Anyone interested in the future of legal practice should read Richard Susskind’s “The End of Lawyers?: Rethinking the Nature of Legal Services”.
Clients are increasingly pushing back on passed-on fees for disbursements, according to an Administrative Director in an AMLaw 100 firm (who I was fortunate to speak with recently).
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DiligenceEngine is focused on a specific problem: improving legal due diligence. But our work fits into a broader issue: making lawyers more efficient and effective.
In line with previous posts explaining the background to what we do (make legal due diligence better, faster and cheaper), this post will focus on some of the issues considered in legal due diligence.
The Wall Street Journal ran a piece on the expanding use of contract attorneys. For the unfamiliar, contract attorneys are lawyers hired to work on a temporary basis, frequently on document review projects as part of large litigation matters.
The New York Times just ran an interesting article on how (1) legal outsourcing firms are creating jobs for American lawyers, (2) legal outsourcers are growing—they “made an estimated $400 million in revenue in 2010 … which was just a tiny fraction of the world’s $200-billion-a-year legal market.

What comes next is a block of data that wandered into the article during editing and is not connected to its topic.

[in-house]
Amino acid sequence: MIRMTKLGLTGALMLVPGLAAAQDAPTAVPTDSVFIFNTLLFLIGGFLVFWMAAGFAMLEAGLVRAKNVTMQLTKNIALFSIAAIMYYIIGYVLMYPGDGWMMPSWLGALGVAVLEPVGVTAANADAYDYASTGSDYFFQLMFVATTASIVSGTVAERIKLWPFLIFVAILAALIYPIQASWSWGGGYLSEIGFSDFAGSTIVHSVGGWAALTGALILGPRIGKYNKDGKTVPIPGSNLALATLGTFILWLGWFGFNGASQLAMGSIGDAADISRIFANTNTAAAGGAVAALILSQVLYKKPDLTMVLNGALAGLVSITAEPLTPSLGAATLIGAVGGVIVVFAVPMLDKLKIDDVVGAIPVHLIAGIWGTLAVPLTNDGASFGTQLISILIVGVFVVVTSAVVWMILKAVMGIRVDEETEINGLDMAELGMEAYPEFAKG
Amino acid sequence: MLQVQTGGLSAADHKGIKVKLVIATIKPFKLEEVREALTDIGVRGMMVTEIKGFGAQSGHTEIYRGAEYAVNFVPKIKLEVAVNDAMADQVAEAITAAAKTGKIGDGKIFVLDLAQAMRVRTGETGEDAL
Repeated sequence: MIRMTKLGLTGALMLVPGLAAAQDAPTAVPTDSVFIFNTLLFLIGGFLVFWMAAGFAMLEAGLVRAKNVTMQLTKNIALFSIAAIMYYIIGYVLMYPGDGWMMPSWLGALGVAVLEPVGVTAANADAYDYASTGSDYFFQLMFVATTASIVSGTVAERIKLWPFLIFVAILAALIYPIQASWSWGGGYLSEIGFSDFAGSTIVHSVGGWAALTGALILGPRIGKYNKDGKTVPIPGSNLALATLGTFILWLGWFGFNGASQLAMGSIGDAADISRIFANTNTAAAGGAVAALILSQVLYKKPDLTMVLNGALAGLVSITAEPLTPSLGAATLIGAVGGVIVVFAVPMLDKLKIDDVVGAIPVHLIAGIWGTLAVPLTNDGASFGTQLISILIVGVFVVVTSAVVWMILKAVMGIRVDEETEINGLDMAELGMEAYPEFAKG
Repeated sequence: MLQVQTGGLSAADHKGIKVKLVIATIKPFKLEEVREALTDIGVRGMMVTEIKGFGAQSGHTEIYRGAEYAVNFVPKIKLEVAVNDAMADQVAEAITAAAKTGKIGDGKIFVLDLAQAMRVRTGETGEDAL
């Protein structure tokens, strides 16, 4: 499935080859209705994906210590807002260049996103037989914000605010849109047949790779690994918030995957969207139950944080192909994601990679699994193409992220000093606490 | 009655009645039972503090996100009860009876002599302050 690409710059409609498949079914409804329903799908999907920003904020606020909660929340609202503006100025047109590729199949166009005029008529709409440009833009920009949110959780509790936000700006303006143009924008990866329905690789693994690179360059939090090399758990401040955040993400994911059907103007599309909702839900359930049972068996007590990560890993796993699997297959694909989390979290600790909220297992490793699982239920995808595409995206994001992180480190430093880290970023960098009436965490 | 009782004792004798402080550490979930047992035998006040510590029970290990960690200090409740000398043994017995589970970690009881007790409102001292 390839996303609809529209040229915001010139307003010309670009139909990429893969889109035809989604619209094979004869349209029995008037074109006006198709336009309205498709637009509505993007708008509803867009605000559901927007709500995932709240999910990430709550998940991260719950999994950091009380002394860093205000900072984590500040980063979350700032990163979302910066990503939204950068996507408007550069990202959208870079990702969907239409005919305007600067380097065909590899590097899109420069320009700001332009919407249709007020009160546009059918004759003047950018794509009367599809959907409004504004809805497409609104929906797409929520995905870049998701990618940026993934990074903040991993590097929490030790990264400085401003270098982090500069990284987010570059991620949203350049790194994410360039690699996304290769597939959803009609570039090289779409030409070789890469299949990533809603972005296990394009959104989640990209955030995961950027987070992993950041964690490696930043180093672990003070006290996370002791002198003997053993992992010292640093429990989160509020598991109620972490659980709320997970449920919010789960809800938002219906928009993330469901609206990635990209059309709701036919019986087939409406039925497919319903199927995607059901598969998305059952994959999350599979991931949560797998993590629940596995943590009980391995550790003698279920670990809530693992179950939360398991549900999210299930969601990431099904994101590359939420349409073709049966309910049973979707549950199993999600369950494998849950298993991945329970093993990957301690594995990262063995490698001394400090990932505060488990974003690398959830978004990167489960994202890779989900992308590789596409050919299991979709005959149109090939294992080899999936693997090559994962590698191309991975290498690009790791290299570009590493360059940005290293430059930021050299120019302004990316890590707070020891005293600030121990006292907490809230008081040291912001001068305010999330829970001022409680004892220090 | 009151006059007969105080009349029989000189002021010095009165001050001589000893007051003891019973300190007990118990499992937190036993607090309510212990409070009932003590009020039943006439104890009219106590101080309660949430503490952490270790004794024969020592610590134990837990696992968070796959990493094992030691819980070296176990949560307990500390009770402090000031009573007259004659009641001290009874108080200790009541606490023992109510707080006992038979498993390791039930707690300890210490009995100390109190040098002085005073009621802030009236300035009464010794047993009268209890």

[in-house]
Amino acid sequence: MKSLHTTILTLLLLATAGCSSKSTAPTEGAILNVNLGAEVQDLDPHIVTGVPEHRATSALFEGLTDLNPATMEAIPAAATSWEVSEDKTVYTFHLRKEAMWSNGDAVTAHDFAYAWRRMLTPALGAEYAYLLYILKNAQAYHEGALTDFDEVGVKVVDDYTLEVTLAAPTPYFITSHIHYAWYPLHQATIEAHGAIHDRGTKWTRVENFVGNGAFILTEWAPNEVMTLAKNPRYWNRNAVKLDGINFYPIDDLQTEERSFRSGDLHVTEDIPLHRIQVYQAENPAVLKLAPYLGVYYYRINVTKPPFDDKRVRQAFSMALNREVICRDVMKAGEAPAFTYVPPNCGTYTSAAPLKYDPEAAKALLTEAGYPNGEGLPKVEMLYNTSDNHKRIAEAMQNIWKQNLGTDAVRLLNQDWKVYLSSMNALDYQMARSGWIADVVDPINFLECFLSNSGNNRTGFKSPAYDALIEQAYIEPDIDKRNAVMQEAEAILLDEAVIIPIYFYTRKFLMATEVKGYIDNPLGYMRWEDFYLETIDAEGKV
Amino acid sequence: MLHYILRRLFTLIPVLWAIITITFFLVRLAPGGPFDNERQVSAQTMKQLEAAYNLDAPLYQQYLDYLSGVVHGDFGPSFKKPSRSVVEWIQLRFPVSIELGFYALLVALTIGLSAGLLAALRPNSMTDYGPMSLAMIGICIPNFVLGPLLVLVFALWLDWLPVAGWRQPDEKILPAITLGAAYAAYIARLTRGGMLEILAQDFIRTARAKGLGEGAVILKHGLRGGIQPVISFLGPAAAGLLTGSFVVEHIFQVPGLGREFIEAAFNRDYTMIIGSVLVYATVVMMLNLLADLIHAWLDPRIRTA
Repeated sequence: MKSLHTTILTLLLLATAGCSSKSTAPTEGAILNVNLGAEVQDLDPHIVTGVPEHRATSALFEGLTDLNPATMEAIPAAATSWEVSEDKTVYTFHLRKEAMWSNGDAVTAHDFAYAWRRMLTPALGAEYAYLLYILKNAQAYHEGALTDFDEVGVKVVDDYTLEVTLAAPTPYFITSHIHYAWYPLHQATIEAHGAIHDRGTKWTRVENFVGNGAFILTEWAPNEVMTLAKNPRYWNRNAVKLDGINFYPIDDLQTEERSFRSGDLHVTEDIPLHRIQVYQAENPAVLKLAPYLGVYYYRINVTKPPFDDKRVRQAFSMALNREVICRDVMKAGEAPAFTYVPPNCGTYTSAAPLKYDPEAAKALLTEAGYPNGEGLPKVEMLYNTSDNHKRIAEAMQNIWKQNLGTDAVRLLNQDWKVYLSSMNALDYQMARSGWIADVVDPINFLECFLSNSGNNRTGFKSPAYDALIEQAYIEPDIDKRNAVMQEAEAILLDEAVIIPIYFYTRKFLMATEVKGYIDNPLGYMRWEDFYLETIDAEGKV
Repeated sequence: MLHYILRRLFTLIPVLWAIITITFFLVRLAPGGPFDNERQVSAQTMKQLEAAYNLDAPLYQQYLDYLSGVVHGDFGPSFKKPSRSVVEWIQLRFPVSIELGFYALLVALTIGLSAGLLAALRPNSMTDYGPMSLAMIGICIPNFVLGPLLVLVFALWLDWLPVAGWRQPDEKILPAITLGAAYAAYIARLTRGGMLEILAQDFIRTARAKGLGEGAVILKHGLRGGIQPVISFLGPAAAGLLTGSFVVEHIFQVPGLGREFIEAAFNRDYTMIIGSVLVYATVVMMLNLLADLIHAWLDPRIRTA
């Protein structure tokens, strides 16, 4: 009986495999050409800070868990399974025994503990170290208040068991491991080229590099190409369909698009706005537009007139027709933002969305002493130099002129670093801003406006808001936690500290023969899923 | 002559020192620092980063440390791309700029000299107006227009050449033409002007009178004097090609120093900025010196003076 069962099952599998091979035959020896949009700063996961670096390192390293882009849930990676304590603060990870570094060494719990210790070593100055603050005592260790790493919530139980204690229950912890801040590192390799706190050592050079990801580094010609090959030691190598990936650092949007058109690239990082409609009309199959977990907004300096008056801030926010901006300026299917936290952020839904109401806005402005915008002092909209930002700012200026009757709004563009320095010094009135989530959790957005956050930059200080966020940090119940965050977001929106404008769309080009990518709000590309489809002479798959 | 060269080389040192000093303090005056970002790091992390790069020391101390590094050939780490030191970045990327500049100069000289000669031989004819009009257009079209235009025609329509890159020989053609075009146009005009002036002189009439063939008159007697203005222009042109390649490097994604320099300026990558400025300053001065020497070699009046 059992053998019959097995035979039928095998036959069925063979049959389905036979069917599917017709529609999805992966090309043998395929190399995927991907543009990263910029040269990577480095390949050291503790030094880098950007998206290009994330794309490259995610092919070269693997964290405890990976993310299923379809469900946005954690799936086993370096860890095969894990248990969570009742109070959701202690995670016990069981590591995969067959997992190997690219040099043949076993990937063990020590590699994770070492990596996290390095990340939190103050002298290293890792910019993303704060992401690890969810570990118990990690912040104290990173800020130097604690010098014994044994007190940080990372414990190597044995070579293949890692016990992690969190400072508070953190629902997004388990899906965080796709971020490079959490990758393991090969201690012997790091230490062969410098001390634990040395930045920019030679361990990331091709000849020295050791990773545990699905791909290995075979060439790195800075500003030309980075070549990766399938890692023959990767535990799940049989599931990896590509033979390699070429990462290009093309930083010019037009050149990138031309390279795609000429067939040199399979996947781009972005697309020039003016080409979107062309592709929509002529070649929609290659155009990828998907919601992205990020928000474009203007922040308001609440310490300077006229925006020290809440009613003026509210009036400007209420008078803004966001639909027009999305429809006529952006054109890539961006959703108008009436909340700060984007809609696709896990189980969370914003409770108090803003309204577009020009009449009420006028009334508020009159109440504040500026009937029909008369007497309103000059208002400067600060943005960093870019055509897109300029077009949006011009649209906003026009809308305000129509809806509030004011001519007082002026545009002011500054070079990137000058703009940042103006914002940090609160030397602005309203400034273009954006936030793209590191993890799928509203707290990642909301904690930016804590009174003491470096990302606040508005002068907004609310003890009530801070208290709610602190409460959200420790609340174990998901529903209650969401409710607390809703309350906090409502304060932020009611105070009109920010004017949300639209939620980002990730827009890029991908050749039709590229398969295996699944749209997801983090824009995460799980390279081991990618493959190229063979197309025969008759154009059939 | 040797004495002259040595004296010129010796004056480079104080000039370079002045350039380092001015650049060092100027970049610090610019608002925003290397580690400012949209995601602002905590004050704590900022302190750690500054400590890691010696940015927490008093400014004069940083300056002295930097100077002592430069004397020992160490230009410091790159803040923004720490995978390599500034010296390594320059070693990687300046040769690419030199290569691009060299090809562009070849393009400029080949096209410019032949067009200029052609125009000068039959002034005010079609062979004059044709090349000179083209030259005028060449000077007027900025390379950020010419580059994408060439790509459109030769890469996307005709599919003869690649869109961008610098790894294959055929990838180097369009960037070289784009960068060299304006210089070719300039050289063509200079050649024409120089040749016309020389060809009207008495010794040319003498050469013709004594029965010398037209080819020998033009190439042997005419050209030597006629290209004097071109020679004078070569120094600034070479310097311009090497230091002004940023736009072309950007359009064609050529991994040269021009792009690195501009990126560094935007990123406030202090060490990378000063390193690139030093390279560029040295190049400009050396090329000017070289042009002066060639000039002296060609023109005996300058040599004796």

The New York Times ran an interesting piece on Biglaw firms opening lower-cost domestic “in-sourcing” operations, which has gotten coverage in other outlets
Jordan Furlong of Law21, in a post worth reading, argues that “The future legal marketplace is going to require fewer, differently skilled lawyers than it has” but that “the overall legal services market seems poised for strong growth” driven by demand and innovations from new legal service providers (“virtual law firms, legal process outsourcing companies, freelance and contract lawyer organizations, e-discovery specialists, automated document assembly programs, consumer-friendly legal kiosks and outlets, and many other options still at the embryonic stage”).